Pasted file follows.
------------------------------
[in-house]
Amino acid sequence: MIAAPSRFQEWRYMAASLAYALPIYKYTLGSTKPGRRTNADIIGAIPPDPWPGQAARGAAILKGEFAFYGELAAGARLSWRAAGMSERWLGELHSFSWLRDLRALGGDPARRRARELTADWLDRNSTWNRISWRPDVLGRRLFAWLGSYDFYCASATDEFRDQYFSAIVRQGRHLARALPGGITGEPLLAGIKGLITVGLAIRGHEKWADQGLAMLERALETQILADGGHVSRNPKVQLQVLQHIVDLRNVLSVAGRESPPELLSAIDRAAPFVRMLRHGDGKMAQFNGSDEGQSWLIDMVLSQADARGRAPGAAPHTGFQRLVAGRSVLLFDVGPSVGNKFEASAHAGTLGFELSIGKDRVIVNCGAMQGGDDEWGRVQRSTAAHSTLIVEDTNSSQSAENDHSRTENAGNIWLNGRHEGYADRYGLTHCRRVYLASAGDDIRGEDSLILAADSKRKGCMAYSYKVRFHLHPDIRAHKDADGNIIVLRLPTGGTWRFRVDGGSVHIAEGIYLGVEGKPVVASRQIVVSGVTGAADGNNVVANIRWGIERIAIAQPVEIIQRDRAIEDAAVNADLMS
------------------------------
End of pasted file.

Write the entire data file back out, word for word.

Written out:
[in-house]
Amino acid sequence: MIAAPSRFQEWRYMAASLAYALPIYKYTLGSTKPGRRTNADIIGAIPPDPWPGQAARGAAILKGEFAFYGELAAGARLSWRAAGMSERWLGELHSFSWLRDLRALGGDPARRRARELTADWLDRNSTWNRISWRPDVLGRRLFAWLGSYDFYCASATDEFRDQYFSAIVRQGRHLARALPGGITGEPLLAGIKGLITVGLAIRGHEKWADQGLAMLERALETQILADGGHVSRNPKVQLQVLQHIVDLRNVLSVAGRESPPELLSAIDRAAPFVRMLRHGDGKMAQFNGSDEGQSWLIDMVLSQADARGRAPGAAPHTGFQRLVAGRSVLLFDVGPSVGNKFEASAHAGTLGFELSIGKDRVIVNCGAMQGGDDEWGRVQRSTAAHSTLIVEDTNSSQSAENDHSRTENAGNIWLNGRHEGYADRYGLTHCRRVYLASAGDDIRGEDSLILAADSKRKGCMAYSYKVRFHLHPDIRAHKDADGNIIVLRLPTGGTWRFRVDGGSVHIAEGIYLGVEGKPVVASRQIVVSGVTGAADGNNVVANIRWGIERIAIAQPVEIIQRDRAIEDAAVNADLMS